Srinagar: Jammu and Kashmir has witnessed its first death due to the after effects of the Centre’s demonetisation of Rs 500 and 1000 notes.
Eight-year-old Muneer died on November 18 after his father was forced to carry him on his back and walk for more than 30km in Samba district to get him to a hospital as he was unable to procure the new currency notes.
The state’s reaction to demonetisation has so far been cool.
Mohammad Haroon, a shepherd, walked all Friday night covering more than 30 km to take his sick son Muneer to a` hospital. But by the time he reached a hospital, Muneer had died.
The family said that Muneer died because they it had no new currency notes. “For days, he (Haroon) walked a long distance from his village Baboon to a bank in Khoon to exchange banned notes but he returned home empty-handed,” said Anwar Chowdhary, Haroon’s relative.
“The reason being that there was a heavy rush at the bank and possibly he was shooed away for being Gujjar (a nomadic community),” he added.
“Muneer possibly had pneumonia. The father and son started walking on 8 pm (on Friday). On way Muneer’s health deteriorated and Haroon lifted him on his shoulders. By around midnight they reached Khoon village (sic),” Chowdhary said.
“At Khoon, he found a cab but the driver refused to take old notes. He walked for another four hours carrying his son on his shoulders to reach a private hospital at Manser. But a doctor there declared him brought dead,” he added.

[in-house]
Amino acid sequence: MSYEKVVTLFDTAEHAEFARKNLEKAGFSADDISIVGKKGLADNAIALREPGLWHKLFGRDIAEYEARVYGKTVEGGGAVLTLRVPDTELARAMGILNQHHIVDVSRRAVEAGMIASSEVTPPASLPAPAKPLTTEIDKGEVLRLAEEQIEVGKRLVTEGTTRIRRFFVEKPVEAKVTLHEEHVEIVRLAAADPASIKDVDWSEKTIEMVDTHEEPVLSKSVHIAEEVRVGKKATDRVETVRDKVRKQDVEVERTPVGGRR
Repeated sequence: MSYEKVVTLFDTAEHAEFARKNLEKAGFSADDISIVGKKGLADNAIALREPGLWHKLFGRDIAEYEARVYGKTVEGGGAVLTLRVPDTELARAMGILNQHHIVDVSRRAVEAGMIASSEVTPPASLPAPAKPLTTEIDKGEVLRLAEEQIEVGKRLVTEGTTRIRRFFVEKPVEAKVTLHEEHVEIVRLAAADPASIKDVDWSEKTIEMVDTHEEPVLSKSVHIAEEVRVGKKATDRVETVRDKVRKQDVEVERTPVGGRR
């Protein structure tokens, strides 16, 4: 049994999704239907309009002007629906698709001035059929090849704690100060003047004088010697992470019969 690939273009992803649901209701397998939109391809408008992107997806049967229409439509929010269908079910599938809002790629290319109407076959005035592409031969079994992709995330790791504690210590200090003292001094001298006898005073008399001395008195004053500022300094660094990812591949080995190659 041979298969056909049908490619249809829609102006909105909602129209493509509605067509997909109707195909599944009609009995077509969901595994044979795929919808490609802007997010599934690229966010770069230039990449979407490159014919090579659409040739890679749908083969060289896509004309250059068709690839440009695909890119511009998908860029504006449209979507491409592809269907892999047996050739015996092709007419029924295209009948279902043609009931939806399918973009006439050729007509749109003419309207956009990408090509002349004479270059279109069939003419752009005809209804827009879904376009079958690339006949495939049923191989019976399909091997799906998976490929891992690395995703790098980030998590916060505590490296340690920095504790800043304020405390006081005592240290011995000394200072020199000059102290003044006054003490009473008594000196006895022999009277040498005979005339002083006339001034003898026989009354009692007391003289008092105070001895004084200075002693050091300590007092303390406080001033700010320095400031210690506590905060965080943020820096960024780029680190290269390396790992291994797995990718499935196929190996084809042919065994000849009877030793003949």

Muneer was buried on November 19 after government reportedly provided them with a vehicle to take his body to the graveyard. This is the first casualty attributed to demonetization in Jammu and Kashmir.
Samba district Magistrate Sheetal Nanda told CNN-News18 she too heard about the incident and has now ordered an inquiry.
"I have asked the SHO of the area to ascertain details about the unfortunate incident. At the same time, I have ordered an inquiry into the incident," she said. “Let us see what comes out of the investigations,” she added.
The tribal nomadic communities of Gujjar and Bakerwal, who rear their cattle in high pastures, have been hit hard by the demonetisation in the state. A majority of them don’t have bank accounts and they rely on cash transaction on barter.
Javaid Rahi, Chairperson of Tribal Research and Cultural Foundation, said that since only 18% of these nomadic community is literate, most of the Gujjars and Bakerwals don't have bank account.
''A majority of nomads who are coming downl now after spending months in mountains grazing cattle still aren't aware of the currency change,” he said.
''We have now creating awareness through Gojari programmes and asking community leaders to sensitise the tribals about the changes,'' Rahi told CNN-News18. He said many of the Gujjars and Bakerwals might still be unaware of the centre’s decision and might lose their hard-earned money due to it.